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Alcohol Impaired Driving StatisticsTotal Fatalities / Fatality Rates
  1. 250,000 people have died in alcohol related accidents in the past 10 years.
  2. Presently 25,000 people are killed each year in alcohol related accidents.
  3. 500 people are killed each week in alcohol related accidents.
  4. 71 people are killed each day in alcohol related accidents.
  5. One American life is lost every 20 minutes in alcohol related auto crashes.
  6. It is estimated that one out of every two Americans will be involved in an alcohol related accident in his or her lifetime.
  7. In 1994, New Hampshire had 119 total highway fatalities, 42 were alcohol related (or 35.3% of the total). New Hampshire leads the nation with one of the lowest percentages of alcohol related fatalities.
Cause of Death
  1. Alcohol related crashes are the leading cause of death for young Americans, between the ages of 16 and 24 years old.
  2. For all Americans between 5 and 35 years of age, motor vehicle accidents are the number one cause of death. Over 50% of these accidents are caused by alcohol impaired drivers.
Recent Alcohol-Involvement
  1. Over 50% of all fatal highway crashes involving two or more cars are alcohol related.
  2. Over 65% of all fatal single car crashes are alcohol related.
  3. Over 36% percent of all adult pedestrian accidents are alcohol related.
  4. 80% of all fatal alcohol related auto crashes occur between 8 pm and 8 am.
  5. 36% of all adult pedestrian accidents involve an intoxicated pedestrian.
Injury Crashes / Collisions
  1. Every year, 708,000 persons are injured in alcohol related crashes; 74, 000 of those people suffer serious injuries.
  2. About 2,000 people are hurt each day in alcohol related accidents.
  3. Two million alcohol impaired driving collisions occur each year.
Arrest / Characteristics of Alcohol Impaired Drivers
  1. Of every 200 to 2,000 alcohol impaired drivers on the road, only one is arrested. Therefore, the probability of getting caught is slim. Of those who are caught, very few receive a serious penalty.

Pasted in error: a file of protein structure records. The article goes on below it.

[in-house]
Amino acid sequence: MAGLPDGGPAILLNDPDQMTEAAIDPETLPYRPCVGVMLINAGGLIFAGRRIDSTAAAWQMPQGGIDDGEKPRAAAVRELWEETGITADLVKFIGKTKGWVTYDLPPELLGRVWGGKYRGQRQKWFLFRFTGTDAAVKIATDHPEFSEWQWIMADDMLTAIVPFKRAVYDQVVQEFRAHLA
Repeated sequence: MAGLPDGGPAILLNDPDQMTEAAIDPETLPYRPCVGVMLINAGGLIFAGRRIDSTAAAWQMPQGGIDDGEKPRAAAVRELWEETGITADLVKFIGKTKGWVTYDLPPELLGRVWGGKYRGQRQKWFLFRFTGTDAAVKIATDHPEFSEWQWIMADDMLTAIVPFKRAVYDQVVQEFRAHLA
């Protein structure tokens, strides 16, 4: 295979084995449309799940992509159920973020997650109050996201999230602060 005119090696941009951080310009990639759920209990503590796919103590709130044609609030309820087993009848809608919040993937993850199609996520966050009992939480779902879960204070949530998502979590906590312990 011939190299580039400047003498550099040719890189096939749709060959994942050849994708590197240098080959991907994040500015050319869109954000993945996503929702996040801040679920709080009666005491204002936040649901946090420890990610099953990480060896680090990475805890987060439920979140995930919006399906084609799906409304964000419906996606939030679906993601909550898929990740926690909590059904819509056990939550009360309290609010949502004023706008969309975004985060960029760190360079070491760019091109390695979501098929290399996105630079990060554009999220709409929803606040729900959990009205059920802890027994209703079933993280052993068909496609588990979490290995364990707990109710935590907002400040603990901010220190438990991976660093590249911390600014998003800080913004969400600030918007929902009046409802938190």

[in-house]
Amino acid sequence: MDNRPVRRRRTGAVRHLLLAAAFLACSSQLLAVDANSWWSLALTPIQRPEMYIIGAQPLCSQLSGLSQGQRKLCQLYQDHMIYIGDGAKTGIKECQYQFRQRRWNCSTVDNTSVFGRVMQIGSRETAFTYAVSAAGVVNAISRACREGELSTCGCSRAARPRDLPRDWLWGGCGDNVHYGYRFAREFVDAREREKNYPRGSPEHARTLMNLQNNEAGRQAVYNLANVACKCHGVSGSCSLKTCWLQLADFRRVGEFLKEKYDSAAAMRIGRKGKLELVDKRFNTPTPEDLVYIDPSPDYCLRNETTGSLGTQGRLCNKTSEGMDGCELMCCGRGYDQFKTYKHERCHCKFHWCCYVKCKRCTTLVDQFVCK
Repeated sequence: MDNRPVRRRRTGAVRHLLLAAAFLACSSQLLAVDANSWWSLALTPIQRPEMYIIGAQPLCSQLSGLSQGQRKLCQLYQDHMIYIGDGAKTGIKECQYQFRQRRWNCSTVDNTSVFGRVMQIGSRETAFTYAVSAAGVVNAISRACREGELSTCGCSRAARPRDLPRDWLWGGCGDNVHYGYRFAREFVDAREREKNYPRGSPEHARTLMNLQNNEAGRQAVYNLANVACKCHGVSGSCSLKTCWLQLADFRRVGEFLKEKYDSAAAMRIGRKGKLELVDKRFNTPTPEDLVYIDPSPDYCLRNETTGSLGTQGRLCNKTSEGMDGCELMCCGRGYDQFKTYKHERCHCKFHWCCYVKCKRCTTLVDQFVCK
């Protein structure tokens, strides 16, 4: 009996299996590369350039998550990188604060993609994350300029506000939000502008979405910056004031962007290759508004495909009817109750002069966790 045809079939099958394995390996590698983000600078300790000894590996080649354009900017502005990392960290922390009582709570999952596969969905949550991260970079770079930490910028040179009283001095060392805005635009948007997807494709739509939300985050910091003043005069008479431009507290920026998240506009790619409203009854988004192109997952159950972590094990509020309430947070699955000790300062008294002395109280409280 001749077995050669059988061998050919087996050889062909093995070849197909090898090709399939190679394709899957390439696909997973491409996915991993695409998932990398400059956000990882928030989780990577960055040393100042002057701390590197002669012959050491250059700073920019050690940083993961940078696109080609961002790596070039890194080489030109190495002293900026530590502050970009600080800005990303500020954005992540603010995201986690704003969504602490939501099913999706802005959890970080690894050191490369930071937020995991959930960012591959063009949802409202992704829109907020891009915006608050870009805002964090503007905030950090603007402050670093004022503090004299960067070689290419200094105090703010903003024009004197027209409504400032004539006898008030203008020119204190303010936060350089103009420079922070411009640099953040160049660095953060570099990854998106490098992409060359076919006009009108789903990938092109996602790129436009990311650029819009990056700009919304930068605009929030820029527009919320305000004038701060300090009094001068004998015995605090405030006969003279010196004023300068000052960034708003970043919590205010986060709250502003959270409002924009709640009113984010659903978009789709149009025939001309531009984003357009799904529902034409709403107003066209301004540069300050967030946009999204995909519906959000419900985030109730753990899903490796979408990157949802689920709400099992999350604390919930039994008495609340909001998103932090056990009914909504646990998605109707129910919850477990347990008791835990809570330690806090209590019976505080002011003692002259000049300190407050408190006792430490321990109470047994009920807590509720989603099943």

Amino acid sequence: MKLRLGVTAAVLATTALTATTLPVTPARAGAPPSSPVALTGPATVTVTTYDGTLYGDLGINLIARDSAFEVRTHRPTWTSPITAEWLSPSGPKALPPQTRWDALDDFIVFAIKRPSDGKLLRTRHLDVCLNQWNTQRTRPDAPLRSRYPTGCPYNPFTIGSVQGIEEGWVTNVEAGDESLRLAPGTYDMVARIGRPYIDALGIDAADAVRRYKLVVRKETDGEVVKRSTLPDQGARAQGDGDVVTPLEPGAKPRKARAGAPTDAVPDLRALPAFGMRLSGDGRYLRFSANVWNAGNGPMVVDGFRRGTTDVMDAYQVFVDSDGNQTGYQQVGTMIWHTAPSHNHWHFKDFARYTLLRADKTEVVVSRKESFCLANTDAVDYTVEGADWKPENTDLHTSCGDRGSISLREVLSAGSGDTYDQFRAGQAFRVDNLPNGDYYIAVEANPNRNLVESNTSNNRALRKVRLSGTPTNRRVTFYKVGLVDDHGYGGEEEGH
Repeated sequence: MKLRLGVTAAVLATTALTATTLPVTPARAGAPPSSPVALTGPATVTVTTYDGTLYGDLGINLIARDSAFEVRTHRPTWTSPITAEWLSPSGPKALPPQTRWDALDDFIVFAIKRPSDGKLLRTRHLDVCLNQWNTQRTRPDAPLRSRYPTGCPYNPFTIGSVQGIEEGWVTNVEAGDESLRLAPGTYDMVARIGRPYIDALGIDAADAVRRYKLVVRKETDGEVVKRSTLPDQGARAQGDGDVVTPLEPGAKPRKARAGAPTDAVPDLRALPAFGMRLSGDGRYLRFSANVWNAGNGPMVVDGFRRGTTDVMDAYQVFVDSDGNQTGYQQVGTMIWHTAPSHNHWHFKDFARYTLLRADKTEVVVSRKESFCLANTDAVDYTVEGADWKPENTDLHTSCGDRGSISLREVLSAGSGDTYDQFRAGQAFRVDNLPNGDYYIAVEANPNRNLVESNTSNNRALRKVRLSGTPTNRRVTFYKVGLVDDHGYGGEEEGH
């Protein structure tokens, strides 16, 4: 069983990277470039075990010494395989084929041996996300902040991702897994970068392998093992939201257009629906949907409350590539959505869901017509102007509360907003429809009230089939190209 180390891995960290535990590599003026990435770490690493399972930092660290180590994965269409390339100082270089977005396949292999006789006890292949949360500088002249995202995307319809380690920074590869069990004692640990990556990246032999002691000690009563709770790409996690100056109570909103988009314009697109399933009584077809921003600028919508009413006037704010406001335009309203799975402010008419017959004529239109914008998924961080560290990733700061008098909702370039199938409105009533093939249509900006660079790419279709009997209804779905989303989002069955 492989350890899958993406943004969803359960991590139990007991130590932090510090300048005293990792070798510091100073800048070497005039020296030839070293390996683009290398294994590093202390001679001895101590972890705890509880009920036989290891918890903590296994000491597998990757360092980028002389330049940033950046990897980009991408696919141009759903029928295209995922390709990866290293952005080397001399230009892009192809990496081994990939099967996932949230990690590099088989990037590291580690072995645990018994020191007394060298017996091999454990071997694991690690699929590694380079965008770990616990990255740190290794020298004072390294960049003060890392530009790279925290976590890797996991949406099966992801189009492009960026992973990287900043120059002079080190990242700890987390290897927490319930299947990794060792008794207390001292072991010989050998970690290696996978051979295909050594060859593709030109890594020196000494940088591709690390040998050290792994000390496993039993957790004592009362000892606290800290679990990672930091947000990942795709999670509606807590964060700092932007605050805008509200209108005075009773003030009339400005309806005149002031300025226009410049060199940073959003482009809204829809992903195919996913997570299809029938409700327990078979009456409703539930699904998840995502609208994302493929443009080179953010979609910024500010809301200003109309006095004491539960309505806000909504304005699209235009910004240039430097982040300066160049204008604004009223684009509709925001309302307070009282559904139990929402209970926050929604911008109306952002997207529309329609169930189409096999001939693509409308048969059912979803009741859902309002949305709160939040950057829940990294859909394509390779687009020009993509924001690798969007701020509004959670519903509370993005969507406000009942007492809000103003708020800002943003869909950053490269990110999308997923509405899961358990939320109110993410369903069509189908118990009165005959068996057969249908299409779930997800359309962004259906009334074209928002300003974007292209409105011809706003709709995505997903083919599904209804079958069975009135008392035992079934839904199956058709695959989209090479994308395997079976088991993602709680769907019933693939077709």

2. The average alcohol impaired driver arrested on the highway has a blood alcohol concentration (BAC) of .20%, double the level for presumed intoxication in most states; that is 14 drinks of 86% proof liquor (or 14 beers) in 4 hours for a 180 lb. man.
  3. Between 7 pm and 3 am on weekends, 10% of all drivers are legally impaired, in some parts of the country.Most Americans drink alcohol. Over 80% admit to driving after drinking.
  4. Relatively few problem drinkers, about 7% of the driving population, account for over 66% of all alcohol related fatal accidents.
  5. When drinkers are at the presumed level of intoxication, the risk of causing an accident is six times greater than for non-drinking drivers.
  1. Although persons between 16 and 24 years old comprise only 20% of the total licensed population, and 20% of the total vehicle miles traveled in this country by all licensed drivers, they cause 42 percent of all fatal atcohol related crashes.
Economic / Societal Cost
  1. According to a recent Allstate Insurance Company study, alcohol impaired drivers are estimated to cost American taxpayers $21 - $24 billion dollars per year.
  2. National Geographic recently stated that alcohol abuse costs American society $136 billion and 65,000 lives annually.
  1. Admittedly, the United States has one of the safest highway systems in the world, due in part to design characteristics, guard rails, highway markings and signs. We have relatively few fatalities per 100-million miles driven. But the portion of our accidents involving alcohol is among the highest in the world.
  2. An accident by an alcohol impaired driver is the most frequently committed violent crime in the United States today.
  3. Other alcohol-related statistics show the involvement of alcohol in many non-driving aspects:
  • 40% of all suicide attempts are alcohol-related
  • 54% of all violent crimes are alcohol-related
  • 60% of all emergency room admissions are alcohol-related
  • 80% of all domestic disputes are alcohol-related

From statistics complied by the U. S. Dept. of Transportation and the N. H. Department of Safety.

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12y ago

Think of a number! It depends on how you define 'alcohol related'. The number is then generated by a computer model - Garbage In, Garbage Out!

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Q: What is the annual alcohol-related death toll in the US?
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